The other day I received a lovely surprise in the mail. Some dear friends of mine sent me Thomas Keller’s new cookbook, Ad Hoc at Home. Besides having absolutely stunning photography, I noticed a few techniques featured in this book that I have never used. I was intrigued, since who else would you want to learn a few new techniques from other than Thomas Keller? I wouldn’t say the recipes were as inspiring like in The French Laundry Cookbook, but they are not supposed to be. This is about creating first rate family-style meals—the Thomas Keller way.
On Saturday, I set out to dig into the cookbook and challenge myself. I actually followed the directions (which is challenging in a different way) and made a few recipes from the book. Here is the menu:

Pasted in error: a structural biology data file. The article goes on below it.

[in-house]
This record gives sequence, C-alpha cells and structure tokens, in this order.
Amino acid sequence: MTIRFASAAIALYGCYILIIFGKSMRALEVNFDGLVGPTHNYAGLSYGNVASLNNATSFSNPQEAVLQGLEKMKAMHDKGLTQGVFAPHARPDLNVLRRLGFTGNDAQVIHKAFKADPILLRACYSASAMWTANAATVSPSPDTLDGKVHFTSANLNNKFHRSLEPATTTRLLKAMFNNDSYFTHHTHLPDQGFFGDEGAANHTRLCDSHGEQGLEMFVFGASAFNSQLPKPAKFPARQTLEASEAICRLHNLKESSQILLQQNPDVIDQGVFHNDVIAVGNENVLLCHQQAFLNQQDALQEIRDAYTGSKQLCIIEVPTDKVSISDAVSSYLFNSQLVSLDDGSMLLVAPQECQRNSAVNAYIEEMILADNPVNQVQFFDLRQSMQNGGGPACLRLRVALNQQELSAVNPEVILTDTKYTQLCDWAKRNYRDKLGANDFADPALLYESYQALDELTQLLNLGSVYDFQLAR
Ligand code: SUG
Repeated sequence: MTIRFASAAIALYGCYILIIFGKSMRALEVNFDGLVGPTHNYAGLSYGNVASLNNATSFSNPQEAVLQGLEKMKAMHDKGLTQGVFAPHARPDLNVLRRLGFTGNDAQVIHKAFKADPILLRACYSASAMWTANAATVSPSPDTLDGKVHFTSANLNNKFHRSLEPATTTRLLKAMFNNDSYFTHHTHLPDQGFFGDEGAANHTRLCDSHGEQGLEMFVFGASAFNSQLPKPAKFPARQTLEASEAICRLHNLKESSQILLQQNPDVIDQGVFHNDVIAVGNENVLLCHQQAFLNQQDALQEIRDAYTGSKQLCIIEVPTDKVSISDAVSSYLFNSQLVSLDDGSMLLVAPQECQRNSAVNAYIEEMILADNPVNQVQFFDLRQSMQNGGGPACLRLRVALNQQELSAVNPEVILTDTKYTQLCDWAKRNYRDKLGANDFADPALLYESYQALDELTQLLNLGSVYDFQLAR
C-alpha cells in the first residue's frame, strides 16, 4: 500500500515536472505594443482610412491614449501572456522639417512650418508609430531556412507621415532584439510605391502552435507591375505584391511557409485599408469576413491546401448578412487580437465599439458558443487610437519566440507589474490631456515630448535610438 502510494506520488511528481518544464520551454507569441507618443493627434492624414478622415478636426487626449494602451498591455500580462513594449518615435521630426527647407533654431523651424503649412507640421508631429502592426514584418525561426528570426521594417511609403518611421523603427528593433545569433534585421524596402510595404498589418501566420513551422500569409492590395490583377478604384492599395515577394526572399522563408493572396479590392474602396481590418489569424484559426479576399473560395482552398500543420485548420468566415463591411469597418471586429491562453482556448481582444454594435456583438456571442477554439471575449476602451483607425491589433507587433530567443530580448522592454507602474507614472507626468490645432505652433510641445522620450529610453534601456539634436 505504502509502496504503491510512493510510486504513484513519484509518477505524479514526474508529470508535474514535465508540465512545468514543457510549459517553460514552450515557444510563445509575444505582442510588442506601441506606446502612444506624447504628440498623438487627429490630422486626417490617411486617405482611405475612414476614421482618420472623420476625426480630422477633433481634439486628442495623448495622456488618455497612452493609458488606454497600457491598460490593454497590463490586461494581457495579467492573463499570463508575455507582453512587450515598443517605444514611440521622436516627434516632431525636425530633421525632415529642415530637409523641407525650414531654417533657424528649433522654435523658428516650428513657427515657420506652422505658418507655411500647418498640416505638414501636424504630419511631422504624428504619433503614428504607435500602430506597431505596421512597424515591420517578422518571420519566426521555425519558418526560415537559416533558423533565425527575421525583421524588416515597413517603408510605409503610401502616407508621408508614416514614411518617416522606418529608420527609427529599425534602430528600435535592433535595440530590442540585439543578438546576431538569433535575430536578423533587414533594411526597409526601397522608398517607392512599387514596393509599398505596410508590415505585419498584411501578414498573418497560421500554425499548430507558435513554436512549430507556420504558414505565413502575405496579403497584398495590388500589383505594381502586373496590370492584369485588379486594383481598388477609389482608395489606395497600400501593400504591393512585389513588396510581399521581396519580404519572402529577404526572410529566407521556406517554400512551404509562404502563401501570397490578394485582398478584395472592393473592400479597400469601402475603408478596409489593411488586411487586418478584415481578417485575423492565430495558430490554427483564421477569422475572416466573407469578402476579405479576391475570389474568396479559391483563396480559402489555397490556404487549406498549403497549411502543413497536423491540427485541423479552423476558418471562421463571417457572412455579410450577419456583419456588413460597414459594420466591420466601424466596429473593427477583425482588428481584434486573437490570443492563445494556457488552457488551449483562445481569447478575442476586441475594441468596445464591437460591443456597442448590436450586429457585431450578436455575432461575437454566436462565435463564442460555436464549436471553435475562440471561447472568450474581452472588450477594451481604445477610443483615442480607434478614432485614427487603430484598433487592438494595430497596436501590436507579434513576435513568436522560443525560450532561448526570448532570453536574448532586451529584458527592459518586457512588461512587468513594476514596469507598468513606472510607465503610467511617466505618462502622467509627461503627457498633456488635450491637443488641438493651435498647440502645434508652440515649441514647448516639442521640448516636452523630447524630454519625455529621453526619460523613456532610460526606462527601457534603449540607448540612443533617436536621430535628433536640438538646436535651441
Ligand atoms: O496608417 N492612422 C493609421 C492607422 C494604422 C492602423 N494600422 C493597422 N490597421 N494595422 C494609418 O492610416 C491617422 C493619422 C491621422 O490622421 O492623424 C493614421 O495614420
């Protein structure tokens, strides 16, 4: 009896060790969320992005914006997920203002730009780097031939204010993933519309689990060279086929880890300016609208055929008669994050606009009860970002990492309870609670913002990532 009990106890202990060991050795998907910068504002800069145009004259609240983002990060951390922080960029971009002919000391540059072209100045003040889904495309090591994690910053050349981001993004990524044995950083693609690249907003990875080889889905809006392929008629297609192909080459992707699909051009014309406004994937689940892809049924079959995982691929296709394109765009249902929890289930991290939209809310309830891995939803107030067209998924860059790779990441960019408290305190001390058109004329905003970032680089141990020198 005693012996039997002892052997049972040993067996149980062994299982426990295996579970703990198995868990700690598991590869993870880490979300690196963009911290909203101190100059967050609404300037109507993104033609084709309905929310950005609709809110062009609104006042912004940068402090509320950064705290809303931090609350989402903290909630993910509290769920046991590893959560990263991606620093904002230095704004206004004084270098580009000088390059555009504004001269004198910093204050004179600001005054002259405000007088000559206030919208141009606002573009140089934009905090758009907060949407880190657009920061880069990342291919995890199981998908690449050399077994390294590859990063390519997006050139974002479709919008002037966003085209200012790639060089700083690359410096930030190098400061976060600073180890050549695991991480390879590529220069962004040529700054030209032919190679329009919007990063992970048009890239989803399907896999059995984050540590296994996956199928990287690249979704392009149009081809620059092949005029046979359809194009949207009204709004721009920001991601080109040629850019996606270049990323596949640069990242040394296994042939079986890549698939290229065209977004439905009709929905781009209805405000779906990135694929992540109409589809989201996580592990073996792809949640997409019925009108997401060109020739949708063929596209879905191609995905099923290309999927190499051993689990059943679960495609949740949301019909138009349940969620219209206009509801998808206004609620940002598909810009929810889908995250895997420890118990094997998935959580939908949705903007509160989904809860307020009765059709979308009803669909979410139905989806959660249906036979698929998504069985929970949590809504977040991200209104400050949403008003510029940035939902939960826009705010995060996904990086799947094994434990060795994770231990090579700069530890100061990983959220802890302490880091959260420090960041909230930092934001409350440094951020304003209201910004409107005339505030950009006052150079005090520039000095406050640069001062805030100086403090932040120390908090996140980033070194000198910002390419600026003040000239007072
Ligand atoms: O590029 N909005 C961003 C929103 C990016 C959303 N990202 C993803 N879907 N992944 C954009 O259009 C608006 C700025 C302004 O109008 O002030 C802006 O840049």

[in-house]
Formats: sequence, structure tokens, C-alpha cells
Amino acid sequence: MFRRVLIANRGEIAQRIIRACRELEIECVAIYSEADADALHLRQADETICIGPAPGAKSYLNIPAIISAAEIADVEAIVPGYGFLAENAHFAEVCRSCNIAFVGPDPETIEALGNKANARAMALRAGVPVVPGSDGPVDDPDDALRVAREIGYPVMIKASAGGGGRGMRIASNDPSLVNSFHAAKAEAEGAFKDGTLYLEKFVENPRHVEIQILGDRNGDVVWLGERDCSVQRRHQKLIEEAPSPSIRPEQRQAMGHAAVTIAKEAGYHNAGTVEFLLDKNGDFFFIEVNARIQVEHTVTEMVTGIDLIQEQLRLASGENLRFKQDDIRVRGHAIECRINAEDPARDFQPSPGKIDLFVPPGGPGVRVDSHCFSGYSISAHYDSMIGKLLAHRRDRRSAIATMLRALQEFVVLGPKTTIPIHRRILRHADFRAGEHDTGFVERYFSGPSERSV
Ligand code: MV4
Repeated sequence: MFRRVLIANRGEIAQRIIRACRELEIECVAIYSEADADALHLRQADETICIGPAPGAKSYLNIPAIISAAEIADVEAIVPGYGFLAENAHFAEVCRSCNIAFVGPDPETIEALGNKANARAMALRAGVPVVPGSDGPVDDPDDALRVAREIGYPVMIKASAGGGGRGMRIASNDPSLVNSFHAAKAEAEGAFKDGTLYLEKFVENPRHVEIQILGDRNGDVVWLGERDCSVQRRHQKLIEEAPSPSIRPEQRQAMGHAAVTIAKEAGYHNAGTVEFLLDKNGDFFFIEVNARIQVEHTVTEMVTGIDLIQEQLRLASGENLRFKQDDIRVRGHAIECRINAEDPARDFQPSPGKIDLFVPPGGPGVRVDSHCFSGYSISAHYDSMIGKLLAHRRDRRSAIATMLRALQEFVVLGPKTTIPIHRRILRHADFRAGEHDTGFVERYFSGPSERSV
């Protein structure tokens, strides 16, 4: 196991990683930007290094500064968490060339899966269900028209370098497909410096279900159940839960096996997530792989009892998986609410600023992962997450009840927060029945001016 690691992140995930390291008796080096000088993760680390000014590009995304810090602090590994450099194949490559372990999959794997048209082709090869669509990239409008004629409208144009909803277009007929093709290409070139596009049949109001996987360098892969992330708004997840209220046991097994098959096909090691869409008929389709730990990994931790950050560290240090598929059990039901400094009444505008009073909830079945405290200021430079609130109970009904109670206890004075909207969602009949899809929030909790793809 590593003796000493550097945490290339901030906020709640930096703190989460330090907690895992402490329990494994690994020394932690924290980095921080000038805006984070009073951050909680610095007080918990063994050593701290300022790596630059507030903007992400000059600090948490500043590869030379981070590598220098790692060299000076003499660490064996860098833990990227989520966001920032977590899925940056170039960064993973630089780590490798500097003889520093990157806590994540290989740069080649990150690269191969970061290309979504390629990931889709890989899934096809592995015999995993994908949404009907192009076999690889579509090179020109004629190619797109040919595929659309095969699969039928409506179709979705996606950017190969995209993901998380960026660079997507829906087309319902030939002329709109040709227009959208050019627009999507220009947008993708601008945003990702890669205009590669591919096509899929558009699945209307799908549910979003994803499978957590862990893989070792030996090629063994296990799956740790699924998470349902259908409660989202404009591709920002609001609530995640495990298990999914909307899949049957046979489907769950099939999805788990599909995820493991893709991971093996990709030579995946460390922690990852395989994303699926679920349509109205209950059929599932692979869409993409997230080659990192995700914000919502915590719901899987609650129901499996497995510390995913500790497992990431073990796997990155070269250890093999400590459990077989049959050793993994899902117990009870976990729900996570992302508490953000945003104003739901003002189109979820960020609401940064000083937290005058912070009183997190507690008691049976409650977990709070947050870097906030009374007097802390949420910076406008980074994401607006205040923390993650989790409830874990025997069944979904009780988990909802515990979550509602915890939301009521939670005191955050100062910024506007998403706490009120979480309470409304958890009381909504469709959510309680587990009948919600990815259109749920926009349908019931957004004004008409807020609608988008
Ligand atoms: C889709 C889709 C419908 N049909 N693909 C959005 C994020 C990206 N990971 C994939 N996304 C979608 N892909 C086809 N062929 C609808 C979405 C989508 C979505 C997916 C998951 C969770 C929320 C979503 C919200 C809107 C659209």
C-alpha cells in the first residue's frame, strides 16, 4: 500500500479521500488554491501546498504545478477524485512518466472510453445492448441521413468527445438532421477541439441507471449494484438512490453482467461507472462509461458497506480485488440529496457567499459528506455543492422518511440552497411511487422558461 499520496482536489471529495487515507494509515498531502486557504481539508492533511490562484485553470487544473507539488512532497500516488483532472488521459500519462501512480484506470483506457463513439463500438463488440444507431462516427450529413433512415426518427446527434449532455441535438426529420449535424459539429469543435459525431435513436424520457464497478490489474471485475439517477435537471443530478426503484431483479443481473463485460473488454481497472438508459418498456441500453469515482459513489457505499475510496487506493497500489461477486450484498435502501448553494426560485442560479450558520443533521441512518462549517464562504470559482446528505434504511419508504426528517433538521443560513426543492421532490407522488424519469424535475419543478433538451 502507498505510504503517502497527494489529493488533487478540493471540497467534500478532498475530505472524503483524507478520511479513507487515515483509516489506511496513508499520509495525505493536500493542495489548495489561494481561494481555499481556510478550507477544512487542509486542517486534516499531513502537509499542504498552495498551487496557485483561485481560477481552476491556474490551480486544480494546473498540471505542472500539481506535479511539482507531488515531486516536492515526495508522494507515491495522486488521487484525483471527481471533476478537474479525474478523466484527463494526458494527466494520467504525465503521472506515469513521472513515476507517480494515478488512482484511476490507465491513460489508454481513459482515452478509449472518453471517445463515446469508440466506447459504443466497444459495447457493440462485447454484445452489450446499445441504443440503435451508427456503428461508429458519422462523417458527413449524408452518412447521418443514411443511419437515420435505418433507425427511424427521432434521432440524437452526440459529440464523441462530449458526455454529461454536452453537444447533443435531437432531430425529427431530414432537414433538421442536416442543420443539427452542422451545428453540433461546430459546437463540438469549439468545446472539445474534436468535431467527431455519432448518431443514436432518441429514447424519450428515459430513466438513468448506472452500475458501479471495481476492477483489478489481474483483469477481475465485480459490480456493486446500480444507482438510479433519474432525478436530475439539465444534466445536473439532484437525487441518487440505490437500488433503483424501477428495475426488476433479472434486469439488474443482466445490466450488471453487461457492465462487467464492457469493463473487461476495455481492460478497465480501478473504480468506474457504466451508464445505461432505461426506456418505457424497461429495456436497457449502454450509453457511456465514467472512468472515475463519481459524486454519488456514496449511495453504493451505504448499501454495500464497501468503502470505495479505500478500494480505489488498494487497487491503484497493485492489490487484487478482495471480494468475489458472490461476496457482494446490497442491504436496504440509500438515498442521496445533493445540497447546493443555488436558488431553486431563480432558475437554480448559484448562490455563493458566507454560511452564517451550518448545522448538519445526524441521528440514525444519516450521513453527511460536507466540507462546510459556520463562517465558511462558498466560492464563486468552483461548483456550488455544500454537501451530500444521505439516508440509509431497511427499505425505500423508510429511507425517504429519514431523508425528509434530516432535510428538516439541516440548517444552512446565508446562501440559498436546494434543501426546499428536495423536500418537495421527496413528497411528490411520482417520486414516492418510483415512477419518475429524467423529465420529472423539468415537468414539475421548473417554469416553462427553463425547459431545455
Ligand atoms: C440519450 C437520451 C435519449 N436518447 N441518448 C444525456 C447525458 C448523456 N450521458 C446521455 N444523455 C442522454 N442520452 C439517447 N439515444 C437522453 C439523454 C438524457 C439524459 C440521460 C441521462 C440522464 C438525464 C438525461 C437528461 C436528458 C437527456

In a nutshell, the new techniques used in the cauliflower soup (parchment lid) and blowtorching the prime rib and the meringue were great additions to my repertoire. However, I don’t know if all the nuances that Keller introduces are worth the effort. For example, the garlic croutons that go on top of the soup required a garlic oil that took 40 minutes to cook. In the future, I would just sauté the croutons with some smashed garlic, butter and oil and remove the garlic after 5 minutes. It may not come out as nuanced but it would save 40 minutes.
This book is not for the beginner but would be a great addition to the home chef’s library as a reference on great classic technique. I'll definitely refer to it again and I'll definitely be making this menu again!
We enjoyed a Falanghina from Campania with the soup and a 2000 Chateau Malescot St. Exupery, Margaux, France (a garagiste-style Bordeaux). The Margaux was a wine WU shipped quite a few years ago. It was smooth, had great integrity and had legs to go a few more years in the cellar.
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Angela Camacho, a certified sommelier and author of a best selling wine tool, The Wine Wheel®, shares her obsession with wine and food.
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